|MITCHELL LAW GROUP|
101 E. Kennedy Boulevard, Ste 3010
Tampa, Florida 33602
HR and Tax Newsletter - September 2005
Unknown Disqualifying Factor Sufficient to Defeat Sex Discrimination Claim
The Eleventh Circuit has concluded that an Alabama woman who was turned down for a county truck driver position could not proceed with her federal sex discrimination claims because her speeding citations revealed that she was unqualified for the position, even though the county was unaware of the citations when it considered her application.
The woman applied for a county truck driver position several times. Her applications did not disclose that she had been cited for driving 15 or more miles over the speed limit on two occasions. Her name never was submitted for consideration, and she never received an interview. The county hired two males for the open positions.
In reaching its decision the court merely considered whether the woman was qualified to be a truck driver at the time she expressed interest in the position. The court concluded that the speeding tickets disqualified her and that the employer would have discovered the speeding tickets if the woman had gone through the full hiring process. Underwood v. Perry County Commission.
Network Engineer Not Eligible for Overtime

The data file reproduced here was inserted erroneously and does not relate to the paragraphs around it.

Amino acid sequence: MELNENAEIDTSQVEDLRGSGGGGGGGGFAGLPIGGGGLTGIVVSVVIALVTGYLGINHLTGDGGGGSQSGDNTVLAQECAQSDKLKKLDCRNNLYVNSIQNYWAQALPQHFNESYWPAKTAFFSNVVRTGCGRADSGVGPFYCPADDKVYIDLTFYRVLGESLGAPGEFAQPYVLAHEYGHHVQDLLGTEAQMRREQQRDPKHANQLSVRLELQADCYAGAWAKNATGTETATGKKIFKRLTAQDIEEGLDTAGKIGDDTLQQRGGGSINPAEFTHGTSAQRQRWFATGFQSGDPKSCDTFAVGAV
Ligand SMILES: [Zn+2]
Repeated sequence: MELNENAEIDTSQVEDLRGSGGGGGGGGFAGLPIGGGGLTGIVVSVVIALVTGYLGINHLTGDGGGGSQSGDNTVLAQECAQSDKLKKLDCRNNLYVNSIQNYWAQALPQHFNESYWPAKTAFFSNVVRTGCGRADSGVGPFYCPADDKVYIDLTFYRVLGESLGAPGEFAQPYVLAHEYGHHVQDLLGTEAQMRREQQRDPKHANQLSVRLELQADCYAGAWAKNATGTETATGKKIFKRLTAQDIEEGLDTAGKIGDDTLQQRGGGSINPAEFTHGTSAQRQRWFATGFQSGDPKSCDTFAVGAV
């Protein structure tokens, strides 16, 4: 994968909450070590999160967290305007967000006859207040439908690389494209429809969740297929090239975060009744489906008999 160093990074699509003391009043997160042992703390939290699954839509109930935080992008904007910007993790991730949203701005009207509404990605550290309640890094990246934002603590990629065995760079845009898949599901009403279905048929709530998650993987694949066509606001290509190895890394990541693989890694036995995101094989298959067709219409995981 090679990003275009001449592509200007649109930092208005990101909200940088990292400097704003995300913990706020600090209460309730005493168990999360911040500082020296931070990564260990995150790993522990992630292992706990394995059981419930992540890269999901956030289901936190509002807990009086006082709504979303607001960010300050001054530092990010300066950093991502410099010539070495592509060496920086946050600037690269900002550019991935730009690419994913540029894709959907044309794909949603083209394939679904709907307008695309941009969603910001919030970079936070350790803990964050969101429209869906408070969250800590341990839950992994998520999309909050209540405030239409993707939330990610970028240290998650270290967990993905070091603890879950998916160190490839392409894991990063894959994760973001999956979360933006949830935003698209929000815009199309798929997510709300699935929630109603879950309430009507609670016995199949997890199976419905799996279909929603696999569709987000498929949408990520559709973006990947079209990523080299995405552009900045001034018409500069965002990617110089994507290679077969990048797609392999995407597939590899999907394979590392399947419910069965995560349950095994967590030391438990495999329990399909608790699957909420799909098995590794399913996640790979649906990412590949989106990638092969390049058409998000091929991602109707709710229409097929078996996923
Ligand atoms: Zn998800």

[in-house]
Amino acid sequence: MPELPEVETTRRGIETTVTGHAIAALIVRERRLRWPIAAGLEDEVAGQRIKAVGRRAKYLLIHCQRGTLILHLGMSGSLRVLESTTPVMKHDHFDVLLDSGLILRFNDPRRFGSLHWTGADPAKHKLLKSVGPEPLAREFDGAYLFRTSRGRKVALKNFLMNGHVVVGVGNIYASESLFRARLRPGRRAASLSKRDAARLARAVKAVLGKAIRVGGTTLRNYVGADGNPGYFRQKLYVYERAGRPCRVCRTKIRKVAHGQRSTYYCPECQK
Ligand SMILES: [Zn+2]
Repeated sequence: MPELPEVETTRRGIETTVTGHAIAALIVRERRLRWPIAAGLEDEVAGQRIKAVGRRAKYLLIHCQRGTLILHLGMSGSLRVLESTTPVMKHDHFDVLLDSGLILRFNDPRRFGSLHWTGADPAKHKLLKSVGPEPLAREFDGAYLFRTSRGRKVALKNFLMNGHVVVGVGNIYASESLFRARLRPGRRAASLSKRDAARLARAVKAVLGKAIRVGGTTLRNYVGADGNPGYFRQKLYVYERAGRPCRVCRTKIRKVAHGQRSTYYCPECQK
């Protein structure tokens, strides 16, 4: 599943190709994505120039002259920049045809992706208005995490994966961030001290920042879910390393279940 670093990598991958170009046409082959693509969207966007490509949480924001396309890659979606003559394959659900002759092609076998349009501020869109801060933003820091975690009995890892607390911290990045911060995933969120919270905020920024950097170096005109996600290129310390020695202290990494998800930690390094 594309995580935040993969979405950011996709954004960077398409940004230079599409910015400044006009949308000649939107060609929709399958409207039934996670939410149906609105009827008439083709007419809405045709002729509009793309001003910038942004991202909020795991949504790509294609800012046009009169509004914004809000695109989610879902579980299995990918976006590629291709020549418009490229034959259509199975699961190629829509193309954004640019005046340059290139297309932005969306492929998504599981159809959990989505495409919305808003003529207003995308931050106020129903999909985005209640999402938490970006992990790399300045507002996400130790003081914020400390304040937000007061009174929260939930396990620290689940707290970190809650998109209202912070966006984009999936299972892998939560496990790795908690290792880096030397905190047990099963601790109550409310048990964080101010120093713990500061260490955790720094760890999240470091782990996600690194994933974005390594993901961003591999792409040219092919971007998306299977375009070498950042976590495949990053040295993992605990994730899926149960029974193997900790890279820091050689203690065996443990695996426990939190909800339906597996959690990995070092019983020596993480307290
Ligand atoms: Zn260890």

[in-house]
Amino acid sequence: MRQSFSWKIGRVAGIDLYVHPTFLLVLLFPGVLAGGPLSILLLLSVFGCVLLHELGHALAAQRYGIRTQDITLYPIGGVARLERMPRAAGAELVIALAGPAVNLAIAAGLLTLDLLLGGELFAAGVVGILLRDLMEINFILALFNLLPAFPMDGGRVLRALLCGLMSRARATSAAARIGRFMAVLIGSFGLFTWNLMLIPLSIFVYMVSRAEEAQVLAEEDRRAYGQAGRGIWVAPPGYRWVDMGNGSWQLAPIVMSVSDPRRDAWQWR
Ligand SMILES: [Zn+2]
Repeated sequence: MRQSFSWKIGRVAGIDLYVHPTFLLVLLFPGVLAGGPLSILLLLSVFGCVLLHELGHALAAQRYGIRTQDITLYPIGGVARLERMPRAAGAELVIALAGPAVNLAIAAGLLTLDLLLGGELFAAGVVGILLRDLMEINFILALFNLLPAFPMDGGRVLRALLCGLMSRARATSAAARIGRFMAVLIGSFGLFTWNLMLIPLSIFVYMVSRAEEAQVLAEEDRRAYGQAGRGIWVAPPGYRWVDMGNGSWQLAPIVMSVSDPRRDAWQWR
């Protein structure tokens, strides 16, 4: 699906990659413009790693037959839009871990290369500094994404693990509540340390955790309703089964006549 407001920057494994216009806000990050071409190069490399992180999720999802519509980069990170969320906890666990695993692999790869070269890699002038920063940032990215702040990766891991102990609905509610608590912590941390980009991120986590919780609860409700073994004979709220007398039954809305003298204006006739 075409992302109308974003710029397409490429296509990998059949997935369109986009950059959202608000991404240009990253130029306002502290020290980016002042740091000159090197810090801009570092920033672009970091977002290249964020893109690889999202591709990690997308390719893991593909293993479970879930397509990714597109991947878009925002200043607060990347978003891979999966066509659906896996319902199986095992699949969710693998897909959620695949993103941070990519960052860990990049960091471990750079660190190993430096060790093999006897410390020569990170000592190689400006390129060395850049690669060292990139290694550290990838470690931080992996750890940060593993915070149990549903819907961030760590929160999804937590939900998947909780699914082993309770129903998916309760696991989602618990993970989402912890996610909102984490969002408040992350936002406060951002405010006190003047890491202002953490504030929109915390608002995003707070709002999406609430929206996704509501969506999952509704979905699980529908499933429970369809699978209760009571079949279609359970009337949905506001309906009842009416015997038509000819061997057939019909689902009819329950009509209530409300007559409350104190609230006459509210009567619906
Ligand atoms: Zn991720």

A Florida federal court has concluded that a network engineer is exempt from payment of overtime under both the administrative and professional exemptions to the Fair Labor Standards Act. In reaching its decision the court concluded that the engineer's job required the independent judgment and discretion that are the hallmarks of an exempt job under FLSA. The engineer has a wide variety of duties related to establishing the network infrastructure. Among other things he was responsible for assuring proper installation of all cabling, maintaining network availability and security, interacting with clients and vendors, recommending purchases of equipment, and evaluating emerging technologies. Bagwell v. Florida Broadband
What are the advantages to an S Corporation that establishes an ESOP (employee stock ownership plan) ?
ESOP's create significant tax planning opportunities for closely held S corporations. The ESOP unrelated business income tax exemption exempts the ESOP from taxation of the items of income, gain and loss that flow through to the shareholders. This means the ESOP's portion of the S-corporation's net income would escape federal income taxation. Participants, however, are taxed on their ESOP distributions under Code § 402.
These rules can provide an ESOP-owned S-corporation with a competitive advantage over a C-corporation because the S-corporation will not have any federal income tax liabilities. If the ESOP owns all or substantially all of the company's common stock, the S-corporation will not be under as much pressure to distribute a portion of its earnings to non-ESOP shareholders to assist them in paying those federal income taxes attributable to the S-corporation's net earnings that flow through to the shareholders. These tax savings can provide ESOP-owned S-corporations with a source of funding for future growth that would not be available to other corporations.